GUEST BLOG POST: Take Time to Smell the Roses by Dr. Susan Bartell
It’s April and spring has finally sprung! The sun is shining and flowers, bursting with color, are pushing up through the warming ground. Life is insanely busy, but for just two minutes go ahead and jump off the merry-go-round and take a deep breath. Appreciate nature’s miraculous offerings of the season. Now, do you think you can do this for a couple of minutes every day? I’d like you to try it!
It’s so easy to get caught up in our busy, aggravating, stressful and sometimes even mundane lives that we don’t always take the time to appreciate the beauty in our children; nor do we take the time to teach them to appreciate the positive in their own lives.
To begin your daily two minutes of reflection, ask yourself this question:
“As a parent, what am I most grateful about today?” Is it the sweet kiss that you got as you left for work? That, just this once, your teenager didn’t argue with you? That siblings helped each other with homework?
Some days the answer will come easily to you, in fact you may have a long list that makes you feel grateful. However, on more stressful parenting days, feeling appreciative of your child may be somewhat more challenging. These are the days it is most important to stop for a moment to ask yourself the question AND then really search until you find a meaningful answer. Doing so will help you keep a clear perspective on what is most important in your life as a parent. No matter how upset, angry or frustrated you may be right now, you can find the beauty in your relationship with your child when you stop and look for it. You simply have to take the time to stop and do so.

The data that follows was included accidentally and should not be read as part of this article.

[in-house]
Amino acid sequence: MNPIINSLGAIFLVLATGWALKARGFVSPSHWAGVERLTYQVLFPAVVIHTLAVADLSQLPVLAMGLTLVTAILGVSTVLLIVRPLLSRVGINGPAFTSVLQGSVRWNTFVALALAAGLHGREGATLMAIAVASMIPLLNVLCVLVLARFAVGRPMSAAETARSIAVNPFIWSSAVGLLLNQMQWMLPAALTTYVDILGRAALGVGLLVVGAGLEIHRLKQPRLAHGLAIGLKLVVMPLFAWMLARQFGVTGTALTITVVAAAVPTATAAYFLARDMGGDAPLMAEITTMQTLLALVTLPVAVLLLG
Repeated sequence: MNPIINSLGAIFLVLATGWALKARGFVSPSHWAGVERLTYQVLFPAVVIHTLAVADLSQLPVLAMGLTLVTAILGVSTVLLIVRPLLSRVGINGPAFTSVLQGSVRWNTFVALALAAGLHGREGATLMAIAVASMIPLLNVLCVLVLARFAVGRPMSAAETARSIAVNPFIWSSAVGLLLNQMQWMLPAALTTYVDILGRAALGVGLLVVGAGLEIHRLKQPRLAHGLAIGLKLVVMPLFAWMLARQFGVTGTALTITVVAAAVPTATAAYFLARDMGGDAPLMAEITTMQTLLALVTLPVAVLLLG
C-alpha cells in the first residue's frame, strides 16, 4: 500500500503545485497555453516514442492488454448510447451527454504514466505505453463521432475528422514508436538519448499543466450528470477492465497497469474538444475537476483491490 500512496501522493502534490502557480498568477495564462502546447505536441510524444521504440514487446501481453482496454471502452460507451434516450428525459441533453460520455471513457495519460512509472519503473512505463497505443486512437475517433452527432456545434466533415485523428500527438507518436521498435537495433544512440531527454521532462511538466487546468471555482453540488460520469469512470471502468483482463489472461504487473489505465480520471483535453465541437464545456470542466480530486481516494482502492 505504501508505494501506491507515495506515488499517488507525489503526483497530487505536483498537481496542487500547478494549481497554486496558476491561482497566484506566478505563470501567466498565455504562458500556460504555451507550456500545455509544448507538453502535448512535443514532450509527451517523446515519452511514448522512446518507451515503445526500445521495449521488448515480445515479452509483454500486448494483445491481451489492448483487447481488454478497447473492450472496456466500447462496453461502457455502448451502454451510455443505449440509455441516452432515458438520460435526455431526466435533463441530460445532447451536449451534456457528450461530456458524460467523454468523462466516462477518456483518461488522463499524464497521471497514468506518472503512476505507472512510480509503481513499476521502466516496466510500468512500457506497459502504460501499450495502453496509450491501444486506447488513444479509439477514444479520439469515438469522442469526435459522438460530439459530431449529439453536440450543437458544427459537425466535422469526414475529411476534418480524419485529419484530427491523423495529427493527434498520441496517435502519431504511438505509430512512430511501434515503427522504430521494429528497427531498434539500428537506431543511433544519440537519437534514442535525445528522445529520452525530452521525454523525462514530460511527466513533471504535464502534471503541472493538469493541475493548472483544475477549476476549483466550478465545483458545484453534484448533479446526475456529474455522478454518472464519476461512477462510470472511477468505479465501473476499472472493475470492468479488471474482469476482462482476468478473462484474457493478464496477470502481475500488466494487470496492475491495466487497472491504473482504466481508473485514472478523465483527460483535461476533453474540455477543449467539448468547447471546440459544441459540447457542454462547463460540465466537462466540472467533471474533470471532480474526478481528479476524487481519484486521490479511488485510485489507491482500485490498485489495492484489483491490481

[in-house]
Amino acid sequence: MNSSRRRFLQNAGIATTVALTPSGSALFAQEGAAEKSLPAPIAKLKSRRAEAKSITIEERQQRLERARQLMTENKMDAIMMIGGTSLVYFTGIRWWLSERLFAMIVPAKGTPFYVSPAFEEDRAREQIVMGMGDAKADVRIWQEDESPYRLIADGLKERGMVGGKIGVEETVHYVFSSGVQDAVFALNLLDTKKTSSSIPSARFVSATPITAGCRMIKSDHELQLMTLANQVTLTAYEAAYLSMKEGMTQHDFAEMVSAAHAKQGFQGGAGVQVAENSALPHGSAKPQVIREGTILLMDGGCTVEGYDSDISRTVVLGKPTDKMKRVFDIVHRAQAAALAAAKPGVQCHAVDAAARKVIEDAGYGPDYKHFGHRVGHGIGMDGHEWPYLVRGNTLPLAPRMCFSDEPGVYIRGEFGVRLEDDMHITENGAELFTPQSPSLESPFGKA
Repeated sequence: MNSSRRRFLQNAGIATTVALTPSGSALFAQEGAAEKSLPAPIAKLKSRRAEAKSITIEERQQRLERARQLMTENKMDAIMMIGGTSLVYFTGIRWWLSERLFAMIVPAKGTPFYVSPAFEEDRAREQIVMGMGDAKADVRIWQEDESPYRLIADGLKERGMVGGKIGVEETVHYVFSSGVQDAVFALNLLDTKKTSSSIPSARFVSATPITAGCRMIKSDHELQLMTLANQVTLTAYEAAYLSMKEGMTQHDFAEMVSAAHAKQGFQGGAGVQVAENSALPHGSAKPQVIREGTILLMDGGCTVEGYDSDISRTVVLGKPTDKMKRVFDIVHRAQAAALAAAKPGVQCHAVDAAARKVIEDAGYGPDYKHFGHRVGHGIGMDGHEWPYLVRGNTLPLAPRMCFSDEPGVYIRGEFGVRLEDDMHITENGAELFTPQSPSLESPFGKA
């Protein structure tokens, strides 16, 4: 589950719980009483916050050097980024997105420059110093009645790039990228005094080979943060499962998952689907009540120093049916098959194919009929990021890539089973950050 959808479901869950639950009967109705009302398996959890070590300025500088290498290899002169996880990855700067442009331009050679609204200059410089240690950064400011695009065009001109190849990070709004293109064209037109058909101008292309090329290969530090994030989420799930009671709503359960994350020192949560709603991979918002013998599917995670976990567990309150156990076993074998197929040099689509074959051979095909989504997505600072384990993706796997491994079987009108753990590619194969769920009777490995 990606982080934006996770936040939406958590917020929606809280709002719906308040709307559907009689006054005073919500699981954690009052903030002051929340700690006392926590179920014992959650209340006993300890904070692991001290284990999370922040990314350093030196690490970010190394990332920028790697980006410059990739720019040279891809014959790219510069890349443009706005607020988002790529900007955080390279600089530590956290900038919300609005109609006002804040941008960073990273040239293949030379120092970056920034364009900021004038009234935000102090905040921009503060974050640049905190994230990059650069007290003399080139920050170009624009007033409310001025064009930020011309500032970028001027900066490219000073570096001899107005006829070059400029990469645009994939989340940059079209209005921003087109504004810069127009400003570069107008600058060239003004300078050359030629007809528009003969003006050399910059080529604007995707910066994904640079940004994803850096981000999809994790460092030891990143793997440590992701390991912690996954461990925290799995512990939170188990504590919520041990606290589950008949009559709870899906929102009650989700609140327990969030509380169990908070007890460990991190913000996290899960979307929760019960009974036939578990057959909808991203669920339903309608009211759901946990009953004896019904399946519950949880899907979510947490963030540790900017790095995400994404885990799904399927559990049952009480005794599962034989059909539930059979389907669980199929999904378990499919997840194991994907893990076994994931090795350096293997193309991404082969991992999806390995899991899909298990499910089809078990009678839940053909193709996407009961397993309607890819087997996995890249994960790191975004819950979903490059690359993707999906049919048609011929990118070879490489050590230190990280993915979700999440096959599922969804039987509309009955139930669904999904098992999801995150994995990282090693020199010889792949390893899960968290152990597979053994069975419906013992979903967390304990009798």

This is also an important skill to teach your child. Begin by helping him ask himself the following question each night before going to sleep:
“What was the best thing about today?” Was it that we had outdoor recess? Am I happy because I made a new friend? Did I have my favorite lunch? Did the teacher give me a compliment? Did I get my homework done really quickly?
Of course, as with parents, kids will have an easier time on some days than on others finding the ‘best’ in their day. If it was a difficult day, it will be harder for your child to find the good in it. This is when it is most important for you to help your child find something positive about the day—don’t accept ‘nothing’ for an answer!
You probably realize that being a good parent is hard work largely due to regular challenges from the very child you are trying to raise! So take a little time each day to appreciate the true beauty in your child (and also teach your child this skill). This will help melt away the frustrations you may feel as you go through the tough parts!
Dr. Susan Bartell is America’s #1 Family Psychologist. Her latest book is The Top 50 Questions That Kids Ask. You can learn more about her at www.drsusanbartell.com.